Some members of Afghanistan’s Ulema Council on Sunday criticized the Afghan government and politicians for “silence” on “injustice” against the Muslim community in China.
On Saturday, The New York Times in a report about “organized mass detention of Muslims in China.”
The Times said there are more than 400 pages of internal Chinese documents providing an unprecedented inside look at the crackdown on ethnic minorities in the Xinjiang region.
The report says that the leaked documents provide an inside view of the continuing clampdown in Xinjiang, where the authorities have corralled as many as a million ethnic Uighurs, Kazakhs and others into internment camps and prisons over the past three years.
“Unfortunately, in the Muslim world, we do not have a united institution which will represent all Muslims and treat such issues from a powerful position,” said Ghairat Bahir, a Senator and member of Hizb-e-Islami party.
The report says that China’s president Xi Jinping laid the groundwork for the crackdown in a series of speeches delivered in private to officials during and after a visit to Xinjiang in April 2014, just weeks after Uighur militants stabbed more than 150 people at a train station, killing 31.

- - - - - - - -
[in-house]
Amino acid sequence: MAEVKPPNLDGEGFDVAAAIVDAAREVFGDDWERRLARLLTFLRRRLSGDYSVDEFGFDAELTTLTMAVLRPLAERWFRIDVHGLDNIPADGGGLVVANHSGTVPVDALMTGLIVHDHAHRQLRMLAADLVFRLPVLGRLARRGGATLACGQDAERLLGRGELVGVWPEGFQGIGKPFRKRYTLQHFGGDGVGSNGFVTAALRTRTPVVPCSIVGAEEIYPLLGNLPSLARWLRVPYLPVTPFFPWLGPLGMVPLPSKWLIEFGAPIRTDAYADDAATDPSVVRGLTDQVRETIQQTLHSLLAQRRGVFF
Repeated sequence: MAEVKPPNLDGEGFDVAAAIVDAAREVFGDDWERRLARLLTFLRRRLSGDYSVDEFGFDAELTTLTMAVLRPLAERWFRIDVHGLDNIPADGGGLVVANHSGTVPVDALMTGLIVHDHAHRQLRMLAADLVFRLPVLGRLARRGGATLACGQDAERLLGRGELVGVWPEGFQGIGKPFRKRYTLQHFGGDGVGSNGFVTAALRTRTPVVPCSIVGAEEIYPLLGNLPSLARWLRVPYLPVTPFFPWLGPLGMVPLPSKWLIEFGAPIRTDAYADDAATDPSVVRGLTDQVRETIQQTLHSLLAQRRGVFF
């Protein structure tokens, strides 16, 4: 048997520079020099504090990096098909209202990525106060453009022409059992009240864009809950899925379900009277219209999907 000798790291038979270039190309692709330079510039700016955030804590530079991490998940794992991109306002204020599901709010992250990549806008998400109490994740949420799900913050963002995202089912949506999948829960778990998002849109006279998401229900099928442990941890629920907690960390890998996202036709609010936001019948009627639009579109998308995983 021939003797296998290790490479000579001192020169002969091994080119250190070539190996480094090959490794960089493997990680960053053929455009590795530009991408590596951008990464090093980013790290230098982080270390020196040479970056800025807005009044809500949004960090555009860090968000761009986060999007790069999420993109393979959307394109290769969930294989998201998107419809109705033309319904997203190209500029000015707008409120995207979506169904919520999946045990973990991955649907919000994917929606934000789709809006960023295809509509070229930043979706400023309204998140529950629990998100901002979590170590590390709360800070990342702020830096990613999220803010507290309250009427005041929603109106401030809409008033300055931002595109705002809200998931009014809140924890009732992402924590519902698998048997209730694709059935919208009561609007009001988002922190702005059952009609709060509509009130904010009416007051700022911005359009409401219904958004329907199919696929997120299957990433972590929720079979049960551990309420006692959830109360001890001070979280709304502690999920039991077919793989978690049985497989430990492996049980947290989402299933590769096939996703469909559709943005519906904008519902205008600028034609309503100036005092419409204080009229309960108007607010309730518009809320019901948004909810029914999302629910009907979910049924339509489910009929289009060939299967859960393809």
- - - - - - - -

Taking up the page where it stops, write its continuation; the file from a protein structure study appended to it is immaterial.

It adds that Xi called for an all-out “struggle against terrorism, infiltration and separatism” using the “organs of dictatorship,” and showing “absolutely no mercy.”
“Injustice against Muslims in any part of the world should not be ignored,” said Attaullah Ludin, a member of Afghanistan Ulema Council.
The Ministry of Foreign Affairs did not comment on this report despite repeated attempts.
MPs said that some Muslim countries, including the Afghan government, and individual politicians, are silent to protect their own interests.
“We call on the government and the international community to raise their voice against injustice towards Muslims in China,” said Keramuddin Rezazada, a lawmaker.
“There are some issues, including love for position and power, that shuts their voices,” said Abdullah Qarluq, a Senator.